Science (fact and fiction) has also always held my interest. Whether it was the pulpiest of space pulp to scientific journals crowded with concepts that took me months to understand -- I've always been captivated by our need to understand the universe.

So, yeah, it's only natural that when +James Spahn published the White Star Role Playing Game, that all the chocolate and all the peanut butter converged to one sweet delicious idea: WWII in Space.

+Edward Kann published a great set of RPG books back in the early 2000's called Rocketship Empires 1936. In it the human race was given the power of spaceflight by Martians and so headed out to the stars, very quickly developing technology of a decidedly pulp variety. The concept of the game was fantastic. It hit almost all the cylinders of my interest -- pulp, sci-fi, pre-WWII political strife. I wrote several scenarios based on his universe in the Savage Worlds system (you can still check them out over on the Mystic Bull Cafe. But, Ed abandoned that game, for whatever reason, and I moved on from it.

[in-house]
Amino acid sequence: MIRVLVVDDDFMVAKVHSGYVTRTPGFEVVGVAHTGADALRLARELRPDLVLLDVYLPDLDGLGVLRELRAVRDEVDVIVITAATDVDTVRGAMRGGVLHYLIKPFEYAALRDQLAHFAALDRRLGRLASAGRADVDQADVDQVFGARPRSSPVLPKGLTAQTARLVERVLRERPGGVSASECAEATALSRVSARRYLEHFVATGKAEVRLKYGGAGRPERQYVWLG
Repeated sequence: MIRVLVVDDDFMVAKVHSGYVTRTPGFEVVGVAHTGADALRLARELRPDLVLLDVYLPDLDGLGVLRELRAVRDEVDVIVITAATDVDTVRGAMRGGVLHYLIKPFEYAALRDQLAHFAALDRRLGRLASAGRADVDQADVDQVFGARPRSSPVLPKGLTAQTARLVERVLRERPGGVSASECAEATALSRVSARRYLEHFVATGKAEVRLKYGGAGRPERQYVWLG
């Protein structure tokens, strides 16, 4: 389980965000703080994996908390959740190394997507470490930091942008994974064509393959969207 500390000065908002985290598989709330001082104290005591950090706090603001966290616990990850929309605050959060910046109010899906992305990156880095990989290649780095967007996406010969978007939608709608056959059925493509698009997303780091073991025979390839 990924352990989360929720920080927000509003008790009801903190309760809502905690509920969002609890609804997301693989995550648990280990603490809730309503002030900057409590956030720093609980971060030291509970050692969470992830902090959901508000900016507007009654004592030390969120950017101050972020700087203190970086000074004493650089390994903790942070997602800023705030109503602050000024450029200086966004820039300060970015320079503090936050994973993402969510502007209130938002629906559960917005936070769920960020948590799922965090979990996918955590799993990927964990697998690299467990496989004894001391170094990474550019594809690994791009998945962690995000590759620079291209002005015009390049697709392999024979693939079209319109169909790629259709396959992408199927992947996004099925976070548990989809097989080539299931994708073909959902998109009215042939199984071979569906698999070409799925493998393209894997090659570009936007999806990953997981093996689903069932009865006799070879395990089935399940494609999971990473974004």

I did a lot of other work on scenarios and systems related to WWII, but I could never seem to find the right one, or enough folks interested in playing. Rocketship was close, but it was too early. I wanted to take the stories from the actual war and put the sci-fi spin on them. And I didn't want to be burdened by political situations, aliens, and other stuff that I didn't feel like fit.